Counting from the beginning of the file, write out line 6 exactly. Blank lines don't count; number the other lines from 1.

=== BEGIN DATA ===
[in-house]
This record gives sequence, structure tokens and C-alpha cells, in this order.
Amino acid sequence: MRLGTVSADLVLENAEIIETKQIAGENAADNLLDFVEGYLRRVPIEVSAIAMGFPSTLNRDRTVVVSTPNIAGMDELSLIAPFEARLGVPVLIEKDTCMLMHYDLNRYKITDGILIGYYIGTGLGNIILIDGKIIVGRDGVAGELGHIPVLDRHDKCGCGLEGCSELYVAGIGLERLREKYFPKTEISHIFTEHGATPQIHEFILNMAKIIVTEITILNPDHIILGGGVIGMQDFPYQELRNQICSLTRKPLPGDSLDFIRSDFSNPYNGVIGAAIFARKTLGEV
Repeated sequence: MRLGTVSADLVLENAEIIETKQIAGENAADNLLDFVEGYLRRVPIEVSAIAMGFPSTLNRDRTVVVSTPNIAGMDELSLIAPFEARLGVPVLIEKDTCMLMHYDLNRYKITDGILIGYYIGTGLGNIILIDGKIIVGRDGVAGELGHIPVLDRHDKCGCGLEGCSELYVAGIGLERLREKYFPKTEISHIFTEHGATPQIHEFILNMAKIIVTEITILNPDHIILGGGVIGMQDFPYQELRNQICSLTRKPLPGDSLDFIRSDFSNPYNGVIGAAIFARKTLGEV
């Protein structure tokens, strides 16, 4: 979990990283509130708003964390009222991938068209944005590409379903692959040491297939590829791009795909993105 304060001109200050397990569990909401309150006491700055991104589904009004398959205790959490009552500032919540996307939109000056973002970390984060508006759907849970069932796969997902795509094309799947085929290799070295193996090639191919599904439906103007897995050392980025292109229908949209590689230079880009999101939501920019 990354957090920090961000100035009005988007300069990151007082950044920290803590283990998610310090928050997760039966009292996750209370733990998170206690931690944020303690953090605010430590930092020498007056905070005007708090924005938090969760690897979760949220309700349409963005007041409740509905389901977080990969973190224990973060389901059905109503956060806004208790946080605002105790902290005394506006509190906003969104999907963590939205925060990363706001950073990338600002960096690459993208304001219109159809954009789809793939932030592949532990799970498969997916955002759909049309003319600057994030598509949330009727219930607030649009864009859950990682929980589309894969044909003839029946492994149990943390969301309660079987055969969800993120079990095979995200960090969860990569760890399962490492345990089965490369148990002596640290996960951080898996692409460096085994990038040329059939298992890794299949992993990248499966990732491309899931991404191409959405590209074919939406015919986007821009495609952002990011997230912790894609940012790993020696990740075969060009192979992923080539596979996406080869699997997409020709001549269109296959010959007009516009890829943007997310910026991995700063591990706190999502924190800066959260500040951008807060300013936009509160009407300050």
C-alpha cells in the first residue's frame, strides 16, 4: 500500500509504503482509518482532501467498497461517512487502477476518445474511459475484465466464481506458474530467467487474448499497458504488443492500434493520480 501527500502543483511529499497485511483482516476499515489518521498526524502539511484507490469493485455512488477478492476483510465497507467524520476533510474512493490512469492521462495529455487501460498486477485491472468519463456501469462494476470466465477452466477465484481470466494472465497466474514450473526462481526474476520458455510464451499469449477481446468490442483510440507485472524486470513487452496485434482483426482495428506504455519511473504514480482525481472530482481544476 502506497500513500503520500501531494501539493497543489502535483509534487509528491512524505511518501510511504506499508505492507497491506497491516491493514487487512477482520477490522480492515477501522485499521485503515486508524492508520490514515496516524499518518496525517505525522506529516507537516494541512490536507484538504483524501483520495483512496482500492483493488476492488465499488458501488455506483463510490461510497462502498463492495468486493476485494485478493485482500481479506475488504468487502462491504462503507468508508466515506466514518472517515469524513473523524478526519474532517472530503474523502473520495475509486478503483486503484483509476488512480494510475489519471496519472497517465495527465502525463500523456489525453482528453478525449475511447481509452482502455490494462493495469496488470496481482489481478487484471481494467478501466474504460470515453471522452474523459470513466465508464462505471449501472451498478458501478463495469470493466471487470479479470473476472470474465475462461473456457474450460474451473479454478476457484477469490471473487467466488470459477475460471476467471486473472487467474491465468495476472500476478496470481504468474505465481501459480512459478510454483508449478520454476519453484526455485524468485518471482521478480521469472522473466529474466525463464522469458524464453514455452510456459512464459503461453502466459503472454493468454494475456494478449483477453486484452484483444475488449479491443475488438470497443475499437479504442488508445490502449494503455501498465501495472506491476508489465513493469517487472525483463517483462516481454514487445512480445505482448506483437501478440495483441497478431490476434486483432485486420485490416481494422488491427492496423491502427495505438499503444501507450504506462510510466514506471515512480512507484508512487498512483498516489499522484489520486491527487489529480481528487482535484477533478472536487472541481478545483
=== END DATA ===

C-alpha cells in the first residue's frame, strides 16, 4: 500500500509504503482509518482532501467498497461517512487502477476518445474511459475484465466464481506458474530467467487474448499497458504488443492500434493520480 501527500502543483511529499497485511483482516476499515489518521498526524502539511484507490469493485455512488477478492476483510465497507467524520476533510474512493490512469492521462495529455487501460498486477485491472468519463456501469462494476470466465477452466477465484481470466494472465497466474514450473526462481526474476520458455510464451499469449477481446468490442483510440507485472524486470513487452496485434482483426482495428506504455519511473504514480482525481472530482481544476 502506497500513500503520500501531494501539493497543489502535483509534487509528491512524505511518501510511504506499508505492507497491506497491516491493514487487512477482520477490522480492515477501522485499521485503515486508524492508520490514515496516524499518518496525517505525522506529516507537516494541512490536507484538504483524501483520495483512496482500492483493488476492488465499488458501488455506483463510490461510497462502498463492495468486493476485494485478493485482500481479506475488504468487502462491504462503507468508508466515506466514518472517515469524513473523524478526519474532517472530503474523502473520495475509486478503483486503484483509476488512480494510475489519471496519472497517465495527465502525463500523456489525453482528453478525449475511447481509452482502455490494462493495469496488470496481482489481478487484471481494467478501466474504460470515453471522452474523459470513466465508464462505471449501472451498478458501478463495469470493466471487470479479470473476472470474465475462461473456457474450460474451473479454478476457484477469490471473487467466488470459477475460471476467471486473472487467474491465468495476472500476478496470481504468474505465481501459480512459478510454483508449478520454476519453484526455485524468485518471482521478480521469472522473466529474466525463464522469458524464453514455452510456459512464459503461453502466459503472454493468454494475456494478449483477453486484452484483444475488449479491443475488438470497443475499437479504442488508445490502449494503455501498465501495472506491476508489465513493469517487472525483463517483462516481454514487445512480445505482448506483437501478440495483441497478431490476434486483432485486420485490416481494422488491427492496423491502427495505438499503444501507450504506462510510466514506471515512480512507484508512487498512483498516489499522484489520486491527487489529480481528487482535484477533478472536487472541481478545483